• Patricia Cornwall
  • Peter Carey
  • Peter Mayle
  • Rita Bay
  • Ruth Rendell
  • Sam Thomas
  • Sigrid Undset
  • Terry Brooks
  • Thomas Hardy
  • Tony Hillerman

Survey overlaps

While processing the fiction editors’ questionnaires, I looked for overlaps with my first survey, even though it’s an apples-and-oranges comparison. The first survey involved thirteen nonfiction-dominant editors, while this one involved thirty-two fiction-dominant editors. Nevertheless, their tastes crossed thirteen times for specific titles and seventeen times for authors (meaning, different books by the same author mentioned twice or more). Most of these titles and authors can be considered “literary” and/or “classic.”

Title overlaps:

  • The Poisonwood Bible, Barbara Kingsolver
  • The Chronicles of Narnia, C. S. Lewis
  • Crime and Punishment, Fyodor Dostoevsky
  • To Kill a Mockingbird, Harper Lee
  • The Lord of the Rings series, J. R. R. Tolkien
  • Persuasion, Jane Austen
  • Pride and Prejudice, Jane Austen
  • The Grapes of Wrath, John Steinbeck
  • The Curse of Chalion, Lois McMaster Bujold
  • The Handmaid’s Tale, Margaret Atwood
  • Gone with the Wind, Margaret Mitchell
  • Discworld series, Terry Pratchett
  • The Left Hand of Darkness, Ursula K Le Guin

Author overlaps:

  • Jane Austen
  • Charles Dickens
  • Charlotte Brontë
  • Connie Willis
  • David Mitchell
  • Dick Francis
  • Edith Wharton
  • Gabriel Garcia Marquez
  • Ian McEwan
  • John Fowles
  • J. R. R. Tolkien
  • Margaret Atwood
  • Michael J. Sullivan
  • Sarah Waters
  • Terry Pratchett
  • Umberto Eco
  • Virginia Woolf

Conclusions

Putting it all together, I observed three superstars—Jane Austen, J. R. R. Tolkien, and C. S. Lewis—whose names came up multiple times no matter what criterion I used to view and sort the reading lists of the fiction and nonfiction editors I surveyed, separately or combined. Another standout was Terry Pratchett, whose enormous Discworld series appealed to editors of both types.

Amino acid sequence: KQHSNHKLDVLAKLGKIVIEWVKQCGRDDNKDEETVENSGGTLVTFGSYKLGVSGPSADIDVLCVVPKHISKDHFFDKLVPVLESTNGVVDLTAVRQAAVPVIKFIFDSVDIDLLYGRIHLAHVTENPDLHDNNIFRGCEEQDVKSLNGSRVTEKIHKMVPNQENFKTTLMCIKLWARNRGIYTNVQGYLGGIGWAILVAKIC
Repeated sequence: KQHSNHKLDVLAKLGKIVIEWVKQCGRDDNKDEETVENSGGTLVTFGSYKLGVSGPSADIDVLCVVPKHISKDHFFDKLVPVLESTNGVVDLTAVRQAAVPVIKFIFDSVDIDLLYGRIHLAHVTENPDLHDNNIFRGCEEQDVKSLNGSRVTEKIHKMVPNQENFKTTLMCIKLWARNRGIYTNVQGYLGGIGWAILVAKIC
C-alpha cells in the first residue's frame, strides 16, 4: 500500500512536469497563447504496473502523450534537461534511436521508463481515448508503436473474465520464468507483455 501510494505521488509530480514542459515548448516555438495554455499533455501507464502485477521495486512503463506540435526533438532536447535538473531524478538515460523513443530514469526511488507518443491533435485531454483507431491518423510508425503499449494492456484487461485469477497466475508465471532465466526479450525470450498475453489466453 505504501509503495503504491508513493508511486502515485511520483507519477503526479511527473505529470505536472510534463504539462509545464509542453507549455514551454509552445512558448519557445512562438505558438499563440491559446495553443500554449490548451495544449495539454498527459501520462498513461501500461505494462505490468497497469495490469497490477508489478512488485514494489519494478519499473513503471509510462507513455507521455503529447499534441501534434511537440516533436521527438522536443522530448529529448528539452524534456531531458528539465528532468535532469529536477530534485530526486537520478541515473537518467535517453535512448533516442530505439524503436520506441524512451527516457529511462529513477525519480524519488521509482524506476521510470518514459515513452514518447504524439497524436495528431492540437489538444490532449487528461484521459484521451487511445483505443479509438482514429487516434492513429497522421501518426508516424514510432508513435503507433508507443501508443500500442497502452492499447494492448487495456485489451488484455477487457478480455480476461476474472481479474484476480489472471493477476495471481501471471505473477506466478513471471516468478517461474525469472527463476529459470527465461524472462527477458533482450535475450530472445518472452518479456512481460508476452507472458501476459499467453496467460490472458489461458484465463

While I was not surprised to see these and many other familiar names on so many people’s lists, I was surprised to see who didn’t appear. Agatha Christie, for example. She is considered one of — if not the — top-selling novelists of all time, yet none of the fiction responders in my survey mentioned her. She did, however, appear once on the nonfiction editors’ list (also on my own list, which was appended to that essay but not counted in the results).

Among the fiction editors, there seems to be a gap between classic and contemporary works that leaves many vintage mega-sellers behind, such as Louis L’Amour and Zane Grey, Jackie Collins and Barbara Cartland, Harold Robbins and Sidney Sheldon, Georges Simenon and Erle Stanley Gardner, and many others, all of whom were hugely popular in their day. Also notably absent is household name Stephen King (who did, unexpectedly, appear on one nonfiction editor’s literary-biased list). But J. K. Rowling of Harry Potter fame had a strong presence, even though that series was marketed for young adults, whereas Danielle Steele, still writing prolifically with an enormous fan base, wasn’t mentioned even by the editors who gobble up romance and women’s fiction.

What I found to be significant among all the editors surveyed was how widely their tastes range. See for yourself the complete fiction editors list here: “What Fiction Editors Read: List of Titles”.

Postscript: Apparently I’m not the only one doing this type of survey. For a literary take, see “The Most Important Books of the Last Twenty Years”. A handful of titles and authors on this list overlap both my surveys.

Carolyn Haley, an award-winning novelist, lives and breathes novels. Although specializing in fiction, she edits across the publishing spectrum — fiction and nonfiction, corporate and indie — and is the author of two novels and a nonfiction book. She has been editing professionally since 1977, and has had her own editorial services company, DocuMania, since 2005. She can be reached at dcma@vermontel.com or through her websites, DocuMania and New Ways to See the World. Carolyn also blogs at Adventures in Zone 3 and reviews at New York Journal of Books.

November 2, 2016

Thinking Fiction: What Do Editors Read? (Part II)

by Carolyn Haley

In Thinking Fiction: What Do Editors Read? (Part I), I described an informal survey I made among editorial colleagues to learn what novels they felt to be Really Good. Thirteen responded. What follows is the balance of the responders’ lists of Really Good novels, along with profile information for context.

Editors’ personal favorites (the final ten)